Braille. Say this to a student who is blind, you may get a groan; say this to a sighted student, and you get a more enthusiastic response. One of the most challenging areas in teaching students with Visual impairments is to keep them motivated and made to feel a part of the mainstream. Below are a few ways I have found work extremely well, and make the education process enjoyable for everyone.
- Start a Braille Club: This club is unique in that the focus is on all things Braille. The members consisted of 1 student who is blind and a Braille reader (club president) and 3-6 grade students who are sighted. Each meeting started with a little history of Braille, facts and ways it is used. The Braille concepts were taught through games. I had t-shirts made, which we wore for our picture taken for the yearbook (we had an entire page) The principal, who gave a tour of the school later in the year, boasted that we had a Braille Club. While the education of the students in the use of Braille was beneficial, the main benefit of the club was how it enhances the learning of my Braille student. She didn’t think Braille was a big deal, but once she saw how fascinated everyone was by it, she embraced the fact that she was a Braille reader.
- Technology: American Printing House for the Blind has an 18 cell Braille display that pairs with an IPAD using voice over. I use this in the classroom with my students for a variety of purposes. Mainly the student can Braille and it shows up in print on the iPad. With the new focus in the classroom being collaborative learning, the immediate translation between Braille (display) to print (IPAD) makes the Braille learner independent and a part of the team. How it works: The sighted peer holds the IPAD, types on it using a keyboard, which is displayed in Braille on the display. The sighted students are begging to be paired with the Braille student, because they are part of the learning/teaching process.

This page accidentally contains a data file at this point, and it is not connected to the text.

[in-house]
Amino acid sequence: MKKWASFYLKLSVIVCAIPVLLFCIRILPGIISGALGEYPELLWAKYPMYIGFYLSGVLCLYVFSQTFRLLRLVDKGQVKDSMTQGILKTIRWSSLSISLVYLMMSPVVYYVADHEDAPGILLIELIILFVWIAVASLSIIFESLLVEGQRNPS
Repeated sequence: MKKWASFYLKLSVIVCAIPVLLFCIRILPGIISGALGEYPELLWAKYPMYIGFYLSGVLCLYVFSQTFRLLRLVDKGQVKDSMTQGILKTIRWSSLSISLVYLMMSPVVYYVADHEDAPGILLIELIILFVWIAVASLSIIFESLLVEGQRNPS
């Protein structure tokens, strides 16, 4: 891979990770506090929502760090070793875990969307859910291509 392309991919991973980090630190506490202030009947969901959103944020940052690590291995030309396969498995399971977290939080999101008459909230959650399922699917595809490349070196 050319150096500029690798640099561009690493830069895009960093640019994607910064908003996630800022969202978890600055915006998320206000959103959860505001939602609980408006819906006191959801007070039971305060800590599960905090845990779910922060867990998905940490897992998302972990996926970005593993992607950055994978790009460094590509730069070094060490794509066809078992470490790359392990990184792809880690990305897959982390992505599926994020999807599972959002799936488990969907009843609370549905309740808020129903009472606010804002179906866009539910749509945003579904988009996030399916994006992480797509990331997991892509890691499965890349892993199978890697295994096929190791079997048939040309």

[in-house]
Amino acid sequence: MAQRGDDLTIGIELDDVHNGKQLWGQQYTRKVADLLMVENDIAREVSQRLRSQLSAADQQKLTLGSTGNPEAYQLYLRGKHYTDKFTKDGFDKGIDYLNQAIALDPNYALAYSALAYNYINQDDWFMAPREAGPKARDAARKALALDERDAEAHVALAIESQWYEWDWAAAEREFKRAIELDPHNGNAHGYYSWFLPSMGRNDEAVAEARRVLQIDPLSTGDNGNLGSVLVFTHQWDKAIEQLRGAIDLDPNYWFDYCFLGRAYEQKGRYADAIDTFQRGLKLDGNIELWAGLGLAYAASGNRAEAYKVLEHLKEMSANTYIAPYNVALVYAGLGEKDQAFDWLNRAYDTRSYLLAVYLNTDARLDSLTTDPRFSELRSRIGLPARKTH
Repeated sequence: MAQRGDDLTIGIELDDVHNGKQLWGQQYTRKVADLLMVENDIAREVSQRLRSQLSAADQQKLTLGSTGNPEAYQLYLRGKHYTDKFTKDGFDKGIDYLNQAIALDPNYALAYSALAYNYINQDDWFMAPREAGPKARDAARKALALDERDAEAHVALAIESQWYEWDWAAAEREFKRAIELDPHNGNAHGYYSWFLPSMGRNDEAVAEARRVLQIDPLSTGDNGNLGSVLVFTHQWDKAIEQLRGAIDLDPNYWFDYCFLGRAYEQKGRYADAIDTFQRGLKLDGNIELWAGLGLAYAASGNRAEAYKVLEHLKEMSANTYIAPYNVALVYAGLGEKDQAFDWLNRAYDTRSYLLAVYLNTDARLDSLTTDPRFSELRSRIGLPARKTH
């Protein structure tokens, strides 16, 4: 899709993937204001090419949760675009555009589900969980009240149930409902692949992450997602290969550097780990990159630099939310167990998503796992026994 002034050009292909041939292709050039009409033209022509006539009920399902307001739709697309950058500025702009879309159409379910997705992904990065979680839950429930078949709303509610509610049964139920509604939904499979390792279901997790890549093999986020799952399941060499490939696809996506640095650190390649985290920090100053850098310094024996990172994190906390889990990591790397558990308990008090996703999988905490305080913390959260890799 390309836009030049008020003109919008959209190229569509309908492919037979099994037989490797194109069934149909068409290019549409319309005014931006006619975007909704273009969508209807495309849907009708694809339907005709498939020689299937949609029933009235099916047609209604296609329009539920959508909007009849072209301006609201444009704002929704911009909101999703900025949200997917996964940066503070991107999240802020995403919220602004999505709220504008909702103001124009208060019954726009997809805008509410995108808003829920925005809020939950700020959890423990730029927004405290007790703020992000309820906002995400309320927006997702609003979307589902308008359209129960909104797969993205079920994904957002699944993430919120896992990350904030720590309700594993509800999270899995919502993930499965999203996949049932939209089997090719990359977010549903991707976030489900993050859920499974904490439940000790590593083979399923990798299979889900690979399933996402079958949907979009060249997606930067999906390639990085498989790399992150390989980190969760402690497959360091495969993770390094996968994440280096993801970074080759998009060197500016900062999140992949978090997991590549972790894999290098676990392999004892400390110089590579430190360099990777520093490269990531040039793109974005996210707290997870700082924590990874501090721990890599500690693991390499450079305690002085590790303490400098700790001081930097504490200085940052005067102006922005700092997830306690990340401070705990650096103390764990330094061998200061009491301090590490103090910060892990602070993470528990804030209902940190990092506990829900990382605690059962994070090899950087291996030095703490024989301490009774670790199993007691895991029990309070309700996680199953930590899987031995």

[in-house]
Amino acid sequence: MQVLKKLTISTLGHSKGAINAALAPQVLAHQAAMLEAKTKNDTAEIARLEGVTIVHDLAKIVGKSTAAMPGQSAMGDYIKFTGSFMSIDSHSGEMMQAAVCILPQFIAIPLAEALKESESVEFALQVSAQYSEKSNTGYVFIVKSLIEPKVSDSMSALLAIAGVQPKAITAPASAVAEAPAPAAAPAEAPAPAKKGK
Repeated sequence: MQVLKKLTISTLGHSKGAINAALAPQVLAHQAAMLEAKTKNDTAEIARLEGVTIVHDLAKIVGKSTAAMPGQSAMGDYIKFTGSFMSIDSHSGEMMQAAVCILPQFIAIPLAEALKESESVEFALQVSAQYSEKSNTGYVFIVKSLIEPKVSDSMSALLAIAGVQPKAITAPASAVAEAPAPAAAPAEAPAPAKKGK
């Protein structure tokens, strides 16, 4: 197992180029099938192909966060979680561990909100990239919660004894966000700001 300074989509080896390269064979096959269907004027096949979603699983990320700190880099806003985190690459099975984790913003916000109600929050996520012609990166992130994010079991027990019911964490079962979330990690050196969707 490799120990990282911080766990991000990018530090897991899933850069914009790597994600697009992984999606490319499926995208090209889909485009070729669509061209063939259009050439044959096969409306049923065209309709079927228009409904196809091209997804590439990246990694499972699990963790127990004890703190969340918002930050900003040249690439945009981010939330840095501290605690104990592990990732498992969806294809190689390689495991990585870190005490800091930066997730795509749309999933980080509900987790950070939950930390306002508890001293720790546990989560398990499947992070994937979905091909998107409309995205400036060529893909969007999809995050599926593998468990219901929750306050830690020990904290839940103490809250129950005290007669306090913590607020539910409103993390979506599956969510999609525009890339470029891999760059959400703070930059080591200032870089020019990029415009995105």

- Class Visits: My students have Braille skills that are admired by many. Teachers have asked if they can read to the class, or demonstrate how Braille works. I love seeing the progression of the event. When a student who is blind enters the classroom, the students are silent, stare a little and feel a bit awkward. After they have heard how Braille works, or a story being read, they are eager to hug and clap, and get excited when they encounter her later in the halls. The student goes from being stared at, to being a celebrity all because we took the time to talk, and tell our story.
These are just a few ways I have found to include students who see, into the world of those who don’t. One of the students, who joined Braille club, later told his mom “Emily was so cool, and just like me”. As special educators, I think we are so consumed with making sure our kids are adapted to the sighted world, that we forget it is others that need to be educated on our “sightless” world as well. The more we know, the better we are prepared to face challenges, differences and opportunities.